Photography by Christine Pungong
UK Black Pride has removed a Home Office stall from their annual event at Haggerston Park this Sunday after widespread criticism, citing an “an error in judgement”.
The Home Office appeared in a list of over 70 official stalls, alongside organisations such as National Crime Agency, the Met Police and the UK Parliament.
UK Black Pride is generally beloved amongst the QTIPOC community and bills itself as Europe’s “largest celebration for LGBTQ people of African, Asian, Caribbean, Middle Eastern and Latin American descent”.
In a statement, they said they had originally decided to go ahead with the stall because they were under the impression it would be manned by the Home Office’s internal LGBTQI+ network, Spectrum.
They said: “We feel a deep commitment to LGBTQ people of colour, wherever they work, and felt compelled to offer the network an opportunity to engage with the UK Black Pride community about the work they may be undertaking internally to address the Home Office’s terrible practices against the communities we represent.”
The Home Office has been accused of hypocrisy in its support of LGBTQI+ rights, following data published in November which showed 78% of Home Office asylum claims referring to sexual orientation were refused in 2017-18 – this amounts to 1,464 people.
In April this year, the Home Office faced a legal challenge from 15 queer and trans refugees who claimed they had been abandoned in Turkey – despite the Home Office claiming they would provide them with refuge in the UK. Last month, the department also threatened to deport gay rugby player Kenneth Macharia to Kenya, where “same sex sexual activity” is currently illegal.
A number of activists and outlets, including gal-dem, criticised the government department’s choice to use the LGBTQI+ Pride flag on its social media at the start of Pride Month.
Former NUS councillor and author Lola Olufemi told gal-dem: “Whilst the pulling of the stall is welcome news, we need to examine why the Home Office or even any of its internal networks were offered a place at Black Pride in the first place.”
“There are still organisations, such as St. Mungos, that have admitted to being complicit in forced deportations, that are welcome at the event. There can be no Pride that does not recognise the myriad ways that the state uses racist policies to make queer life an impossibility for black and brown refugees and asylum seekers. Black Pride is meaningless if it does not resist this.”
Jason Okundaye, the former president of Cambridge BME campaign and writer, said: “I’m grateful that UK Black Pride recognised their error and swiftly removed the Home Office stall, but I’m disappointed that they were platformed in the first place. An internal LGBTQ+ network, no matter how impressive, is a textbook method of pinkwashing an institution to obscure its violations against black and brown LGBTQ+ people. How could it ever be expected that black and brown queer activists and asylum seekers could party and protest alongside the very institution they’re railing against?”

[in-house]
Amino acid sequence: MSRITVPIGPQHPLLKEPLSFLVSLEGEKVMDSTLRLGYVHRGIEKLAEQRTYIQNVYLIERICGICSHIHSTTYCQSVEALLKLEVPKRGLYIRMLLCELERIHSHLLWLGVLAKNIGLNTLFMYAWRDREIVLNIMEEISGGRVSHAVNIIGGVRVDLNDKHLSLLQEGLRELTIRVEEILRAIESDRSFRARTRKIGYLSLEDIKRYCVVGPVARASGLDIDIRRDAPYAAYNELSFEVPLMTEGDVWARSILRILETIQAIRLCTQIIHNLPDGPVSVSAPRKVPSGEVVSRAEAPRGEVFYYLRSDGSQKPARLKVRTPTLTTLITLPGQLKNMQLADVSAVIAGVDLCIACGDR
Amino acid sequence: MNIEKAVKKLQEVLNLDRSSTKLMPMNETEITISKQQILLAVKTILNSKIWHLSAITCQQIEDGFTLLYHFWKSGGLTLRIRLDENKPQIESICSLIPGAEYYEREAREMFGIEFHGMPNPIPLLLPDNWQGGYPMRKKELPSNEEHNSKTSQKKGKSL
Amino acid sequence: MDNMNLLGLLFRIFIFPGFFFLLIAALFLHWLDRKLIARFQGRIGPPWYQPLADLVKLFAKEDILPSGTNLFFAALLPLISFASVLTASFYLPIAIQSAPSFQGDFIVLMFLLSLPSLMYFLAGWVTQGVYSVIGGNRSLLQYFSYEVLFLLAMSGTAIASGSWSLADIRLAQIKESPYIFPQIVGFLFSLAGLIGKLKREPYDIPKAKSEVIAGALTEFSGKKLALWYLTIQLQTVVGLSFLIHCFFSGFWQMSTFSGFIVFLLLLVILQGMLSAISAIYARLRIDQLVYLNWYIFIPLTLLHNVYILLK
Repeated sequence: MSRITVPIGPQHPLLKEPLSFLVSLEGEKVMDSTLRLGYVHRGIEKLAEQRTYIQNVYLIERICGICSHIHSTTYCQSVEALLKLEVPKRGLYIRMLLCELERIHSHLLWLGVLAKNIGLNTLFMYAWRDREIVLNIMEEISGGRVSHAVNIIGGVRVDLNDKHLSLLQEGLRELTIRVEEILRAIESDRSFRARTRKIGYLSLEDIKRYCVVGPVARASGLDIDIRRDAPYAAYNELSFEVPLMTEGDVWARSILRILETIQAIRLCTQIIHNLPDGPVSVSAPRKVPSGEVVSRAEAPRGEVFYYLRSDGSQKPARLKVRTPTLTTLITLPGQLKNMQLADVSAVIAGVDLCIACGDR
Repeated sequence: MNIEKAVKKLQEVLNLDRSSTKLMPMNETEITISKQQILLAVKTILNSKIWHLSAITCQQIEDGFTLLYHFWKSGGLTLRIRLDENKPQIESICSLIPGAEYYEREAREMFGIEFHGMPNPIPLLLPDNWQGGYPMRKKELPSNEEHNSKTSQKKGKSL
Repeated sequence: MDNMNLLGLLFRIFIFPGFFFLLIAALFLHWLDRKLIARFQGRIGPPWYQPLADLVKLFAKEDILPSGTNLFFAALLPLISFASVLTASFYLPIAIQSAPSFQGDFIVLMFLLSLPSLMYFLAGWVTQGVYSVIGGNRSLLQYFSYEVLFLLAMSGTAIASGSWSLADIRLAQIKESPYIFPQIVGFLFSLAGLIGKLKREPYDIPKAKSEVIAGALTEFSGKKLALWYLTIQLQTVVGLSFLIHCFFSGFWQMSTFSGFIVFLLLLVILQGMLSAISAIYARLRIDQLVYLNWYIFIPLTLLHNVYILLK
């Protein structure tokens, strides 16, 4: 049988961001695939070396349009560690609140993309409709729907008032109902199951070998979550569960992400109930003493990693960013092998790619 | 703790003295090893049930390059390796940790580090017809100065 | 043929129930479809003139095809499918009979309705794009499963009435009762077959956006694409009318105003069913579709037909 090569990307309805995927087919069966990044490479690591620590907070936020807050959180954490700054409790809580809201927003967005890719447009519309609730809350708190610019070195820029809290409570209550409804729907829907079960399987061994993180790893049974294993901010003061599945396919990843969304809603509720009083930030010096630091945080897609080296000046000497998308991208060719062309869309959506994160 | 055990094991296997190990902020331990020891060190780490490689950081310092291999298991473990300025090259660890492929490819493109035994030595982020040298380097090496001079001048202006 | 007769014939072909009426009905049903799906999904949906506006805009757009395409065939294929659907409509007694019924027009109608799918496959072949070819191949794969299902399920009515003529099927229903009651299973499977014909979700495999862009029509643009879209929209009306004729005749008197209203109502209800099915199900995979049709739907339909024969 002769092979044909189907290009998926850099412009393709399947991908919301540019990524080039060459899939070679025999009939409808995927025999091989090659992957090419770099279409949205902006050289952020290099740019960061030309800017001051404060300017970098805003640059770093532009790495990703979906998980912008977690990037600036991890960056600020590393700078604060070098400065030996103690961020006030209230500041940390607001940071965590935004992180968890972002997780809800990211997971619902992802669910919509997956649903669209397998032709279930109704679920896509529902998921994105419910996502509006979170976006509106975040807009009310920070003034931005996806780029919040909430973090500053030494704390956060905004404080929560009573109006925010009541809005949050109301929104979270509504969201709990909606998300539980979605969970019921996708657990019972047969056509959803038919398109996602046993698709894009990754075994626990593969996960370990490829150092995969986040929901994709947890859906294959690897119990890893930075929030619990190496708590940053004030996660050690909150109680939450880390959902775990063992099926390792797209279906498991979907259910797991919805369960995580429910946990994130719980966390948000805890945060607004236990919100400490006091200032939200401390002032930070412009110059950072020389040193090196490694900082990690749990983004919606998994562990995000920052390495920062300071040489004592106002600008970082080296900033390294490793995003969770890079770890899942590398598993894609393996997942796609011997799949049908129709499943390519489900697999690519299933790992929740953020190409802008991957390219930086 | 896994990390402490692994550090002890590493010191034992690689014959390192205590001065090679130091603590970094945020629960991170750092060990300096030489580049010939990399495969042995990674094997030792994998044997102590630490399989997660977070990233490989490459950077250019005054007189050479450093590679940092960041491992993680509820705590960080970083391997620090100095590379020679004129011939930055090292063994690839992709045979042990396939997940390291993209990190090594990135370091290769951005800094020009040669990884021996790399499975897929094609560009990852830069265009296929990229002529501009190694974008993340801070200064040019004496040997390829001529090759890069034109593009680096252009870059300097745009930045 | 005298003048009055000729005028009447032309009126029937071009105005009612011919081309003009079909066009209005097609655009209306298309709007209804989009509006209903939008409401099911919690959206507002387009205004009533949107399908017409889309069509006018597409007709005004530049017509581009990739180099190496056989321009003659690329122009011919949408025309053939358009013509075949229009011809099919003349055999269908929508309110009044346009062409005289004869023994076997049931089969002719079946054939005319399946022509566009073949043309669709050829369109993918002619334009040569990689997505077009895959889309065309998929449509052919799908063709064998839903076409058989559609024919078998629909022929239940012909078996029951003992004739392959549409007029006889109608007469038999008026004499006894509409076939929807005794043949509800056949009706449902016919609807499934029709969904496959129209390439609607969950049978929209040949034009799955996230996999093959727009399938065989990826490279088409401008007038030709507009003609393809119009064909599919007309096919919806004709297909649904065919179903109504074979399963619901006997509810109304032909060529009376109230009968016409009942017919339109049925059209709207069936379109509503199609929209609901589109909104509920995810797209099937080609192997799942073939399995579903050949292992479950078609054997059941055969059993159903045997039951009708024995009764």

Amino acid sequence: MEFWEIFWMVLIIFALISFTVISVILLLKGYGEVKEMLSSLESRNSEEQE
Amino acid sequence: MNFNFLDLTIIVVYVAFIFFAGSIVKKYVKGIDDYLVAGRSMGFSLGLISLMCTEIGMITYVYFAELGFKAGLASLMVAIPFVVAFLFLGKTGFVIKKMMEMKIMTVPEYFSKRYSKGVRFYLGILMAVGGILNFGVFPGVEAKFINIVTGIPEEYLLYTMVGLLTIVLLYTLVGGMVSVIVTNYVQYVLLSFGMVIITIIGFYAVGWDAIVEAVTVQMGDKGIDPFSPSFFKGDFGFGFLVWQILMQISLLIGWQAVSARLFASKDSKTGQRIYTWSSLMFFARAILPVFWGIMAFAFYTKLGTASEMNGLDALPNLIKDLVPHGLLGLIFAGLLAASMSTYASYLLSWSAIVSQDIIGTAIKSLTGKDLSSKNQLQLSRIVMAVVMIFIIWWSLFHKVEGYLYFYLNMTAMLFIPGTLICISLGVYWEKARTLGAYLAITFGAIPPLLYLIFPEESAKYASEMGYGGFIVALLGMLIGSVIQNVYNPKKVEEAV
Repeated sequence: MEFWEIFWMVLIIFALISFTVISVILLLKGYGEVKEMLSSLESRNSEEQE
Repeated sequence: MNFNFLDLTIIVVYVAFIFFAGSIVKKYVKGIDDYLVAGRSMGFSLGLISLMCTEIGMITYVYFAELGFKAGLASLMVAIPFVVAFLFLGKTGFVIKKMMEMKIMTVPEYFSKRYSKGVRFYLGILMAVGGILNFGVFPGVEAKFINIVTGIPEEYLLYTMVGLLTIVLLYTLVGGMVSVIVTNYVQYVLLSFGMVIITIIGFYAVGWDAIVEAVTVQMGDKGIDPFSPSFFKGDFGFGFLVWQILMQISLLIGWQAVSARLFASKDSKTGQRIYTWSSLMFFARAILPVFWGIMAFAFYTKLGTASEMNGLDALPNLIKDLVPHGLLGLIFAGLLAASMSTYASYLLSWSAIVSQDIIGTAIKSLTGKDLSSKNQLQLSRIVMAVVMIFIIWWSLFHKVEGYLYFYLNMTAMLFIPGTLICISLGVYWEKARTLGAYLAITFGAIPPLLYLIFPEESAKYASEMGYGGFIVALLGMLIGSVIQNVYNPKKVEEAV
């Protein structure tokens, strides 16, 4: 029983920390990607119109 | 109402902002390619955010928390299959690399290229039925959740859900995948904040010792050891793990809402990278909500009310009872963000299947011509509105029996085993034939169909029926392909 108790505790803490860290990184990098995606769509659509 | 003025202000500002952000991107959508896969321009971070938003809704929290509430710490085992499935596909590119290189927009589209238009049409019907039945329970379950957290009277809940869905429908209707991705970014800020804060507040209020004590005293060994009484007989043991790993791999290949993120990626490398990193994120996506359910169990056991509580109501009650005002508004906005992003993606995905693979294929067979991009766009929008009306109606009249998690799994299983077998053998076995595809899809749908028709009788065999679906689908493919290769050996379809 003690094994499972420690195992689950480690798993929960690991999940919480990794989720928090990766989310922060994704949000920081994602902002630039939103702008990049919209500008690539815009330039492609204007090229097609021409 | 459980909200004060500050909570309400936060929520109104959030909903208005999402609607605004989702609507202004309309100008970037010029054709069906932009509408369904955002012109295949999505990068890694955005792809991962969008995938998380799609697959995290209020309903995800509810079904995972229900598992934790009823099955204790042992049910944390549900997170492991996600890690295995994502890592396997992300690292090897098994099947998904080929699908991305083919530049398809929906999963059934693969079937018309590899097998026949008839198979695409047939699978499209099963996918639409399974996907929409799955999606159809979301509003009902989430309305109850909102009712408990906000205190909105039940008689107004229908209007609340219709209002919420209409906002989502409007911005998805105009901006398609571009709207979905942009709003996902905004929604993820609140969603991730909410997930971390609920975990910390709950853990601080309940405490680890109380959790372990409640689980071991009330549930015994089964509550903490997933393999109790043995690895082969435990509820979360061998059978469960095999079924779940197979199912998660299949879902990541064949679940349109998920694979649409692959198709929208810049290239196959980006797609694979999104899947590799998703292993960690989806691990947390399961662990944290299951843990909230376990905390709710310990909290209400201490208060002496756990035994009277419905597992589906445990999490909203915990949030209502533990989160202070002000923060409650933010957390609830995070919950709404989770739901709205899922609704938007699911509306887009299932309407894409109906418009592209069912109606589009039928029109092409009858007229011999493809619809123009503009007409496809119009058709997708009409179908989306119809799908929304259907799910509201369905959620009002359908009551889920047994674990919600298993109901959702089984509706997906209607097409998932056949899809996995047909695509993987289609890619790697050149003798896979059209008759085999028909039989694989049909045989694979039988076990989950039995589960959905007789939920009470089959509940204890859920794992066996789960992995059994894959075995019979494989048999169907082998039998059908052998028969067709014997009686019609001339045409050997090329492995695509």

“The Home Office routinely tells black and brown queer people and migrants that they are not worthy of being on British soil, that their right to remain is dependent on meeting gold standards of good behaviour, that they must sexualise themselves to prove that they are ‘queer enough’ to be considered at risk in their countries of origin. When future generations of black and brown queer people look back at how we organised today, I want them to find a blueprint of relentless resistance against corporate pinkwashing and the hostile environment. Not our community leaders inviting the enemy to sleep in our beds.”
In a full statement released today, UK Black Pride said: “In light of the Home Office’s continued discrimination against the communities we represent, and the work we and other organisations connected to us do in support of LGBTQ refugees and asylum seekers, the UK Black Pride board of directors has taken the decision to remove the Home Office’s stall from our event on Sunday 7 July in Haggerston Park.
“When we approved their application to have a stall, we were under the impression the stall would be manned by the Home Office’s internal LGBTQ network, Spectrum. We feel a deep commitment to LGBTQ people of colour, wherever they work, and felt compelled to offer the network an opportunity to engage with the UK Black Pride community about the work they may be undertaking internally to address the Home Office’s terrible practices against the communities we represent.
“On reflection and after concerns raised on social media, we realise it was an error in judgement to allow the Home Office a space at UK Black Pride. Our priority will always be the safety and wellbeing of LGBTQ people of African, Asian, Caribbean, Latin American and Middle Eastern descent. We are grateful that the community has raised their concerns with us and we are sorry for any alarm caused at the announcement that the Home Office would be at UK Black Pride.”